Cab entrance and egress should be addressed with proper lighting and proper grab rails (three points of hand/foot contact at all times). The ground below the cab doors must be illuminated when a door is opened so firefighters can see the surface where they are placing their feet as they enter and exit the truck at night. Cab seating should exceed the minimum width required in NFPA 1901. Only the equipment needed during a response should be in the cab—i.e., radio, computer, etc.

The ergonomics of the driver’s position is often overlooked. The controls and gauges should be laid out in a logical manner and easily reached and read from the driver’s seat. Air filtration, such as easily field-replaceable HEPA filters, adds to the air quality inside the cab. Also, it is important that the interiors of cab doors have light and retroreflective stripes so motorists can quickly detect an open door or a door being opened.


The body of the truck must be designed so that all equipment is easily accessible without having to climb on the cab. This can be accomplished by roll-out and tilt trays as well as slide-out mounting panels. Work lighting for on-scene activities must be strategically placed and designed so as not to blind scene workers. The side striping color should always be of material that is retroreflective and in contrast to the apparatus color. The more the contrast, the better. And, of course, the rear chevrons should always be red with yellow fluorescent colors. A six- or eight-inch-wide stripe is better than the minimum four-inch striping. Many departments are finding that chevron striping on the front bumper is also very effective.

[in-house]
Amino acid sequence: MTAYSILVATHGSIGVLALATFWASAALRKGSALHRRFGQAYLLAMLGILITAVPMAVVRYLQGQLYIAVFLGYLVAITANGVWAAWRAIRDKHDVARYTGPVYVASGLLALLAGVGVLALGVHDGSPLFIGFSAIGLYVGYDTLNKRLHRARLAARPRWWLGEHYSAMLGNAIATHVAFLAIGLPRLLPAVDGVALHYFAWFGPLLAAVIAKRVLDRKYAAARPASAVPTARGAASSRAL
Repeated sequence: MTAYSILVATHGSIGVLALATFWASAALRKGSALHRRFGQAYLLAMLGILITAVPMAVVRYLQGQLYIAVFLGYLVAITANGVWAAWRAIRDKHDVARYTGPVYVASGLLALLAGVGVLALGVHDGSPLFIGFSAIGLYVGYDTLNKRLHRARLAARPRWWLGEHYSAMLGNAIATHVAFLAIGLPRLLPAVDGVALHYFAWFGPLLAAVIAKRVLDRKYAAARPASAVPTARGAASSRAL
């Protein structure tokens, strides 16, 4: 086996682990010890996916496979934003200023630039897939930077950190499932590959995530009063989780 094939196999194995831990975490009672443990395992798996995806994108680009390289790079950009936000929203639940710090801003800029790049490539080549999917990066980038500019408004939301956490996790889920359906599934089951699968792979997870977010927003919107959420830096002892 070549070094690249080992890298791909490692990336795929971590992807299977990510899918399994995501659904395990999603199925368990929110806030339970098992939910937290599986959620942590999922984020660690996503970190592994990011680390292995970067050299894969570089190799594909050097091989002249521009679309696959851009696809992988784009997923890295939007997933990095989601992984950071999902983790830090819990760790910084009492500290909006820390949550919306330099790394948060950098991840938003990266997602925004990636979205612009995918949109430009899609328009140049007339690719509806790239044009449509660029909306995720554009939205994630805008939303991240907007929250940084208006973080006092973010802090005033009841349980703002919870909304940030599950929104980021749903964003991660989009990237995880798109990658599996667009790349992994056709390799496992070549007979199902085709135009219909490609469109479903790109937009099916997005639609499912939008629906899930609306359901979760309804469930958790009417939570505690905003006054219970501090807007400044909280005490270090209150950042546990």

If there will be occasion to climb on top of the rig, such as for hose repacking, the steps and grab rails must be placed for the three points of contact, and the steps should be large enough to easily accommodate feet with protective boots being worn. All standing surfaces must be slip-resistant.

This column has only addressed a few of the key health and safety considerations to include in a specification checklist. There are many others that fire departments will identify that are specific to their needs. Addressing these needs in the specification is far superior to trying to fix them once the truck is built.

ROBERT TUTTEROW retired as safety coordinator for the Charlotte (NC) Fire Department and is a member of the Fire Apparatus & Emergency Equipment Editorial Advisory Board. His 40-year career includes 10 as a volunteer. He has been very active in the National Fire Protection Association through service on the Fire Service Section Executive Board and technical committees involved with safety, apparatus, and personal protective equipment. He is a founding member and president of the Fire Industry Education Resource Organization (F.I.E.R.O.).